Let's follow the life cycle of a water bottle from production to disposal in this article from Permatech Dubai.
5 November 2018| Last updated on 5 November 2018
Plastic is truly amazing.
Its durability, light weight and ability to mold into literally any form have made it the most widely used material in all industries: aviation, aerospace, the medical industry, food packaging, children toys… you name it!
However, when it comes to disposable plastic water bottles, there is much more than meets the eye. The significant environmental impact and health hazard associated with the disposal of bottled water are things to think about before grabbing one form a grocery store shelf.
They are in fact concrete reasons to introduce healthier alternatives into our daily lives.
A huge amount of energy and water is needed to produce plastic bottles.
This involves stages of extraction of natural byproducts like natural gas and crude oil and transporting them to chemical processing plants, and then producing Polyethylene Terephthalate (PET Pellets) through a complex process. The plastic resin is then heated, melted and injected into a mold and formed into clear bottles using a blow-molding technology.
In fact, 7 liters of water are needed to produce a one-liter bottle
But that’s not all. Cleaning, filling, storing and the packaging of plastic bottles also consume energy.
Not to neglect the waste generation associated with carting plastic bottles to landfills.
You pay for the ride
Once the water bottle is filled with potable water; a new journey is set off to transport it to its final destination, whether it’s a supermarket or a vending machine. This might involve thousands of miles of travelling in a truck from the city or a cargo ship from France. The tremendously high cost of transportation is later translated into a high price tag paid by the final customer.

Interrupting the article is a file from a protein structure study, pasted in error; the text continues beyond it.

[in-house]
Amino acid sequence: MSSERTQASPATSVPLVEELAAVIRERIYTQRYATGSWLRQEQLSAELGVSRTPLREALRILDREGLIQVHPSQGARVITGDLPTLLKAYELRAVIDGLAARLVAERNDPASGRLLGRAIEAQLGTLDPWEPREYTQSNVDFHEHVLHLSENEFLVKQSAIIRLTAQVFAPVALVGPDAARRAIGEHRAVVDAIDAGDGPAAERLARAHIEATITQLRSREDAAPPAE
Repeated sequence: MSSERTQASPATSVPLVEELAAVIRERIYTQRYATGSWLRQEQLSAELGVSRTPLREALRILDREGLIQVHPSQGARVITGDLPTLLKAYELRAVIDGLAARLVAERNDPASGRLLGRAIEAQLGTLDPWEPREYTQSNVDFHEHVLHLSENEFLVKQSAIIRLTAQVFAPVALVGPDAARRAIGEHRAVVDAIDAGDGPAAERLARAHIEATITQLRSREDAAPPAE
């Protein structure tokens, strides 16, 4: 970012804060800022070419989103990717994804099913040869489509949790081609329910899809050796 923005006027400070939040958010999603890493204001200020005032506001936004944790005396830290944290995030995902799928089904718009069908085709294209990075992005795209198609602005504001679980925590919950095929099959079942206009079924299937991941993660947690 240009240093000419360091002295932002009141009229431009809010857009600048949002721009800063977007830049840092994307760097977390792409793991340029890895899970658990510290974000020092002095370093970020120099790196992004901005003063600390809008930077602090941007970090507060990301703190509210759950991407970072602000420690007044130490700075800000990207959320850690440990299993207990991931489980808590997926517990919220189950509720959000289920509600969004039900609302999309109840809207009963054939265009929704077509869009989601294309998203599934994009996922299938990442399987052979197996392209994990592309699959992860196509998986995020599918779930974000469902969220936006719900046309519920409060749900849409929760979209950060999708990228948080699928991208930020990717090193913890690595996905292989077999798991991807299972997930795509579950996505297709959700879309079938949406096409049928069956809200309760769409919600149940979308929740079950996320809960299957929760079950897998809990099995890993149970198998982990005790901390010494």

Plastic bottles stay for a long, long time
By the time you finally sip some water, the bottle you hold in your hands would have been shipped around the globe (talk about carbon footprint!), yet its journey has yet to start.
It might have fulfilled its purpose, but its lifespan is over 450 years until it finally decays. In other words, what you drink in a few minutes can stick around for many, many years.
How does this affect us?
The Guardian has recently posted that the annual consumption of plastic bottles is expected to top half a trillion by 2021, exceeding recycling efforts by far and endangering oceans and many other environments. Bearing in mind that more than 50 billion gallons of disposable water bottles are purchased every single year, the image of the piles of plastic is horrifying.
Although some bottled water companies use BPA-free plastic, other chemicals can leach into the water if the bottles are exposed to heat or are stored for a long time. No scientific experiment has pin pointed the disease or outcome of exposing our bodies to such chemicals, but is it worth the trial?
Toxins from degrading plastic containers can leach into watersheds and contaminate the soil and sicken the animals; which many of us eat. Now that’s not something we need to leave for our children and future generations.
Need help exploring alternatives to plastic bottles? Give us a call or send us a message and one of our water specialists will happily assist you.